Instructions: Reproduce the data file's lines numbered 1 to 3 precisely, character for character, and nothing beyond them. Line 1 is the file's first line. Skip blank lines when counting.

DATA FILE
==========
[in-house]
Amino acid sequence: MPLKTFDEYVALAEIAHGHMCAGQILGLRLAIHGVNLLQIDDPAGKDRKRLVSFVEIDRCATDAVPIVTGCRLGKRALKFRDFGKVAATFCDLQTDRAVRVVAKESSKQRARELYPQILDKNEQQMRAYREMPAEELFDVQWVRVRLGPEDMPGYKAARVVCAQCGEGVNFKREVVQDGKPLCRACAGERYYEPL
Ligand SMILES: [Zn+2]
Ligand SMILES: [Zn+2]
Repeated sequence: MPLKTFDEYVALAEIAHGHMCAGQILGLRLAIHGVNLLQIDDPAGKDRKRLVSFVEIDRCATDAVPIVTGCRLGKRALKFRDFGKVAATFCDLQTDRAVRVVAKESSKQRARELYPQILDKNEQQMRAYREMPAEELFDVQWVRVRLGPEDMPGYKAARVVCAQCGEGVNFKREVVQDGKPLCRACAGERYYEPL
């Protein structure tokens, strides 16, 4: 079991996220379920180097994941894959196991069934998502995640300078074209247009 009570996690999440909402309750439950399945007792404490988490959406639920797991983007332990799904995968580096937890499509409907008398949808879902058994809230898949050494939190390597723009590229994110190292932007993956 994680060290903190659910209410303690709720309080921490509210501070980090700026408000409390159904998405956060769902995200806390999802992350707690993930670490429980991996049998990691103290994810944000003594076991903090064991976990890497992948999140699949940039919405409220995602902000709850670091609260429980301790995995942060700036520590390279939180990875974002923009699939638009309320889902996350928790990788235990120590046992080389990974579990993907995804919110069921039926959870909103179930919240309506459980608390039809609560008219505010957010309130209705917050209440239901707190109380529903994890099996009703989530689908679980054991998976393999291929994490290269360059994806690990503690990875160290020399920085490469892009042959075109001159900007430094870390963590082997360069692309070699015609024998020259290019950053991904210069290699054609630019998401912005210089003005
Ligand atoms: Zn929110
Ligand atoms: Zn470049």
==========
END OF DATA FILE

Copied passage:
[in-house]
Amino acid sequence: MPLKTFDEYVALAEIAHGHMCAGQILGLRLAIHGVNLLQIDDPAGKDRKRLVSFVEIDRCATDAVPIVTGCRLGKRALKFRDFGKVAATFCDLQTDRAVRVVAKESSKQRARELYPQILDKNEQQMRAYREMPAEELFDVQWVRVRLGPEDMPGYKAARVVCAQCGEGVNFKREVVQDGKPLCRACAGERYYEPL
Ligand SMILES: [Zn+2]